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RFID pops

by James Morgan

James Morgan, founder of Event Tech Lab, looks at how RFID has been enhancing the fan experience and preventing counterfeit tickets at New York Comic Con.

The festivalisation of both trade and consumer shows is a continuing trend. But what can organisers learn from the technologies that are used at festivals and can they be adapted for use in the exhibition space? This month the topic of RFID in the consumer show space is explored. It’s a trend that is popping.

A prime example of leadership in this area is the New York Comic Con. The show is held in October across three venues – Javits Centre, The Hulu Theatre at Madison Square Garden, and the Hammerstein Ballroom at the Manhattan Centre – in NYC. The biggest popular culture event on the East Coast of USA attracted 250,000 attendees in 2018. But how do the organisers enhance the visitor experience through technology? In this case ReedPOP – a division of Reed Exhibitions – has turned to festival technology to create a more immersive experience. This is based on using Radio Frequency Identification technology in multiple ways.

New York Comic Con producer and senior marketing manager at ReedPOP Fallon Prinzivalli was interviewed about how they have festivalised their event. When RFID was first launched at New York Comic Con a few years ago, it was primarily to help do two things. First, rid the market of counterfeit tickets that they had encountered in previous years. Second, to assist in keeping track of visitor numbers in the venues at any given time throughout the event. This was done by having visitors tap in and out of the venues. From a practicality standpoint, RFID badges that are activated and tied to a unique attendee also help cancel out stolen badges and the organisers can reissue them to the visitor who actually purchased the badge.

As the show grew each year, ReedPOP took advantage of the technology to add in more experiential functions. It became about enhancing fan experience through RFID. Their team began by gamifying the show through their XP program. NYCC fans who activated their badges were able to tap them around the event at specific locations and then entered to win instant prizes and a grand prize. The instant prizes were anything from first row seating in exciting panel discussions, to a free photo opportunity with a celebrity, to an exclusive item from one of the exhibitors. The grand prizes in the past have been trips to other ReedPOP conventions around the country or a VIP experience at NYCC the following year.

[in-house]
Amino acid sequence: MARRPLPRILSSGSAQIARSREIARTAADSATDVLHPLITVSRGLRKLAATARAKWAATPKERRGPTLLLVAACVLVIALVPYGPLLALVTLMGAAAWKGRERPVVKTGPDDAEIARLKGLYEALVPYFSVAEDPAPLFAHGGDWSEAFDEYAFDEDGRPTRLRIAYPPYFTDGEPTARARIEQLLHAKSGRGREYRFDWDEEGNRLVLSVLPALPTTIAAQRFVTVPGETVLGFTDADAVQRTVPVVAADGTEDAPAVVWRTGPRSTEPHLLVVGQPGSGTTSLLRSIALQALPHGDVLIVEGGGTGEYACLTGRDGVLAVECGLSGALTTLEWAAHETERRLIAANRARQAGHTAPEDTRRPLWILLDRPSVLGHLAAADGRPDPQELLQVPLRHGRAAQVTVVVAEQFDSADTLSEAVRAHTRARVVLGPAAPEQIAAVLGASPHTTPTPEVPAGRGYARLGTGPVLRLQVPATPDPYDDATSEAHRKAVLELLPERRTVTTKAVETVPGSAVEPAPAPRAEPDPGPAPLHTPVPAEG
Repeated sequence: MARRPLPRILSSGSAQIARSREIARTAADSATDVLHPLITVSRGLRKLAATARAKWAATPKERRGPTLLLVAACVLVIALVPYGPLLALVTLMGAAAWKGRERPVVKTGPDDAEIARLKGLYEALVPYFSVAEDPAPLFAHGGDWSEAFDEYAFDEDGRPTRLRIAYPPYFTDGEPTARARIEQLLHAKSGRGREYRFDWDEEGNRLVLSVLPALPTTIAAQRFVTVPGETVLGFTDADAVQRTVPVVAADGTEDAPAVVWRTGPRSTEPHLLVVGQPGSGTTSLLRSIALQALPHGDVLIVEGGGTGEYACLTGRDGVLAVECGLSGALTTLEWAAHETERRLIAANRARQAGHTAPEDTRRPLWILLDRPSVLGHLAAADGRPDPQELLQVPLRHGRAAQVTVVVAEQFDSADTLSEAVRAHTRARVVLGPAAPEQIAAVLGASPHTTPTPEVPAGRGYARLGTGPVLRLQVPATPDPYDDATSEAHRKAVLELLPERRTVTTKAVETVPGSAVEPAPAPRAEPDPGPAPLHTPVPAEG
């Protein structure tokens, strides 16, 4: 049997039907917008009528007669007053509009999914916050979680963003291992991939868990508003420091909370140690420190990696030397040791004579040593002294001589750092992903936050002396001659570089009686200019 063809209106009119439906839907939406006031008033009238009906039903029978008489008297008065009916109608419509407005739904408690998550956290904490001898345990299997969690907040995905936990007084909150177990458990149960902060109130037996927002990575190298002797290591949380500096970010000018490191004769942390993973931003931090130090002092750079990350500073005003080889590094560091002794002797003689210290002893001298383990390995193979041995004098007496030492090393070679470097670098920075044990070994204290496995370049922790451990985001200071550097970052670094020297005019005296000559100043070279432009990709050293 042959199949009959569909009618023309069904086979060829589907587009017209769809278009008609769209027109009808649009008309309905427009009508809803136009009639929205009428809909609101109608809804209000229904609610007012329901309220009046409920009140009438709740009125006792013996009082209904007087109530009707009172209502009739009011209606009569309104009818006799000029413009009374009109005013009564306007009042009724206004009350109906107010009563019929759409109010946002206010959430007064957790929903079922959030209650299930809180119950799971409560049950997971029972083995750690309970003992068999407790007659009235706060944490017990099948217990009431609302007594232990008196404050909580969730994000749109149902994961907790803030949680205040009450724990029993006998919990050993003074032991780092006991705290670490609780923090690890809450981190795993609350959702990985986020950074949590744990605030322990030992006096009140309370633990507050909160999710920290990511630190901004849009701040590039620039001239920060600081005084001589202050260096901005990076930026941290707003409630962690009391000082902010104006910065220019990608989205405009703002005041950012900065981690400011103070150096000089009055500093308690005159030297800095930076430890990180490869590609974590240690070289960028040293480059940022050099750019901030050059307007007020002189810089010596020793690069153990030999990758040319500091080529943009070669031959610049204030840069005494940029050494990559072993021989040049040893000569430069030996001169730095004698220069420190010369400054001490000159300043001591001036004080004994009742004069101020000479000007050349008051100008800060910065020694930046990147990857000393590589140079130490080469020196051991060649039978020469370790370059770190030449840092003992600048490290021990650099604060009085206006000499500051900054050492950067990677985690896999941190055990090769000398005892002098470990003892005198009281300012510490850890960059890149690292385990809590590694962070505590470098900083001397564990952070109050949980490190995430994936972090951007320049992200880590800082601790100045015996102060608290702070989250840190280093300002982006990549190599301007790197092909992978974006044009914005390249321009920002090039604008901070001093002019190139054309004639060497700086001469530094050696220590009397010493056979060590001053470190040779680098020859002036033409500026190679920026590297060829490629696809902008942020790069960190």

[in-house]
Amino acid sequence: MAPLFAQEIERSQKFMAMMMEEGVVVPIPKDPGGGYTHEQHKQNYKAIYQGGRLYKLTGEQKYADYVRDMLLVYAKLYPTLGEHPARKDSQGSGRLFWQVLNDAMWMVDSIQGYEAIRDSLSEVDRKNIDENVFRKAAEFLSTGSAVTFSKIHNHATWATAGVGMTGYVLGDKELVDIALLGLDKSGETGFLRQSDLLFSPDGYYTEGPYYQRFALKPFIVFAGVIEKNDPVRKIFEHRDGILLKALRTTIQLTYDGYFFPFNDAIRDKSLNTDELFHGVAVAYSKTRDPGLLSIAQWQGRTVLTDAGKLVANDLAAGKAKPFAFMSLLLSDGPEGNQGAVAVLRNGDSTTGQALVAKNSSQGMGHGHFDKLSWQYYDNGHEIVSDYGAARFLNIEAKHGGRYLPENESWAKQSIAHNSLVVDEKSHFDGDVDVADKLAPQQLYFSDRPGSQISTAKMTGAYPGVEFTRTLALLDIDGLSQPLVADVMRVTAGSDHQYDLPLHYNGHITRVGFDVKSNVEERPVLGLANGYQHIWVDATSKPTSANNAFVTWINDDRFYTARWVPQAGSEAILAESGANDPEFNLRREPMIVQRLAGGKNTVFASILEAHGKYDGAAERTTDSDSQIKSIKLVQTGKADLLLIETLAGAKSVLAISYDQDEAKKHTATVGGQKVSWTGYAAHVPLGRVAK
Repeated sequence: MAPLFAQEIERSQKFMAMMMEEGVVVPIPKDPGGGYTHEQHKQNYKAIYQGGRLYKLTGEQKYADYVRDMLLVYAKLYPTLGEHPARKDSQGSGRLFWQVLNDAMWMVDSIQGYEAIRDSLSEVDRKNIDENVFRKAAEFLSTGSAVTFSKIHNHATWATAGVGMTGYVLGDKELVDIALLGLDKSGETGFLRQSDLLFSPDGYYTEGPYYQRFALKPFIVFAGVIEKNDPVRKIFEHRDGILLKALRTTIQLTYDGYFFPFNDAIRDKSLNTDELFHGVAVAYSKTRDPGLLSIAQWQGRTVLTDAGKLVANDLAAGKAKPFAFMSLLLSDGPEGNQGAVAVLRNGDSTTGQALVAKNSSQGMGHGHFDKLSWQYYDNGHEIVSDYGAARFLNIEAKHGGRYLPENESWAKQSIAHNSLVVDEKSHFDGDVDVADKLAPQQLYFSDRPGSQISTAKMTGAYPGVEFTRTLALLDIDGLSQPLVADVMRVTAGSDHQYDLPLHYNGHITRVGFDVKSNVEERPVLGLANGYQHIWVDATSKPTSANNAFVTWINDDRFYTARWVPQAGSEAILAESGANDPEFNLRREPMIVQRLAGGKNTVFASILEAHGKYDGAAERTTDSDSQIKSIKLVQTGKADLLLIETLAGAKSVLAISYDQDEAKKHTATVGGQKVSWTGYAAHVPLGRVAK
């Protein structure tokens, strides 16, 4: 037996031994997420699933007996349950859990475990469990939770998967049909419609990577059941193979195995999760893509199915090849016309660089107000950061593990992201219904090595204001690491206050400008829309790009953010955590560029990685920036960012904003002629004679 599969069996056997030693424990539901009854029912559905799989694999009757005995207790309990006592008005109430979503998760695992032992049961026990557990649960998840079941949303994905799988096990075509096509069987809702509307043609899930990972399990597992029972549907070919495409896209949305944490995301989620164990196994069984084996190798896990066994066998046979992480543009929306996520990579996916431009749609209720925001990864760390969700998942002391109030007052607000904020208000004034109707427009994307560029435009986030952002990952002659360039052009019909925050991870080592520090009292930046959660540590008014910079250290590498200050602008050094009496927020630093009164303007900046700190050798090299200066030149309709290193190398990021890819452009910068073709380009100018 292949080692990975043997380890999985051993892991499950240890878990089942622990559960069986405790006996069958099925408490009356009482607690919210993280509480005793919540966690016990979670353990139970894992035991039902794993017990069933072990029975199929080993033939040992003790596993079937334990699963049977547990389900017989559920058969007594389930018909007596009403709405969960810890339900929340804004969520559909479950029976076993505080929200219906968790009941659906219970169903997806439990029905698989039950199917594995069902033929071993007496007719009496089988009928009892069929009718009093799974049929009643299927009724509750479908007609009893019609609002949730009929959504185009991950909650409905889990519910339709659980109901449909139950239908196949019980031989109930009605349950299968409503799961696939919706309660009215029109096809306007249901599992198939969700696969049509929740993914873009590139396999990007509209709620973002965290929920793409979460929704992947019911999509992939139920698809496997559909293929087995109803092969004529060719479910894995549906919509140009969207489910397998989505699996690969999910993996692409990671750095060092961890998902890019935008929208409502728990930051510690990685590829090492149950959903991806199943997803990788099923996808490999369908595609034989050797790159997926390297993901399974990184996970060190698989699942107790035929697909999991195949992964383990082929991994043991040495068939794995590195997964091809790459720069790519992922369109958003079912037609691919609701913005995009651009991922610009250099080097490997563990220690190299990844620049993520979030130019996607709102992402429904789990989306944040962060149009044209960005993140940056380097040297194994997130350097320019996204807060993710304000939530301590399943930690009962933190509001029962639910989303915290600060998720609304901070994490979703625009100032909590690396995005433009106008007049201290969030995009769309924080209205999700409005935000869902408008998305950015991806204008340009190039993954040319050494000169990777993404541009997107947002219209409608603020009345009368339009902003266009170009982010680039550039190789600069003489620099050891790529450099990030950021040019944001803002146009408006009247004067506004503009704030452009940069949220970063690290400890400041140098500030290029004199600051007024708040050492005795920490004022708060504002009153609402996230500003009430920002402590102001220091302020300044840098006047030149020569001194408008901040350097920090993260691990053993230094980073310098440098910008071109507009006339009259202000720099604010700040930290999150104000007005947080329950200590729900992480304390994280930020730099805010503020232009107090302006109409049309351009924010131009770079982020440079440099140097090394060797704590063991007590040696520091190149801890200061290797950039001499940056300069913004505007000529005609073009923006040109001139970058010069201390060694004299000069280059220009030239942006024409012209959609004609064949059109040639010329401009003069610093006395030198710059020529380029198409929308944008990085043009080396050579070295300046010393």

ReedPOP also utilises this technology to surprise and delight visitors in a subtler way. Prinzivalli states, “not many people know this, but when we get the end of year RFID report, our marketing team picks the top 10 fans who were in the building the longest (based on when they tapped in and out) and sends them a fun prize pack of exclusive items and merchandise from the show.”

Future plans are to sync the RFID technology within the mobile app so that as visitors tap around the event and receive a digital badge that will be added to a leader board. The team is working on this in the coming weeks to roll out a full scavenger hunt for 2019’s show, where winners will be rewarded with prizes. There are plans to implement cashless pay for visitors so they can pay exhibitors – with the tap of a badge – for what they want to buy while they shop around the show. There is also scope for social media activations as well as providing sponsors with communications opportunities through the use of RFID connectivity.

Clemi Hardie from badging and registration company Noodle Live says that, “consumer events focus on ensuring that guests feel they have gained value for money and encouraging them to purchase products from exhibitors. The exhibitor’s metric for success tends to be how much money they make on the day.”

So, should organisers be thinking how they can enhance with visitor and exhibitor experience using technology such as RFID?

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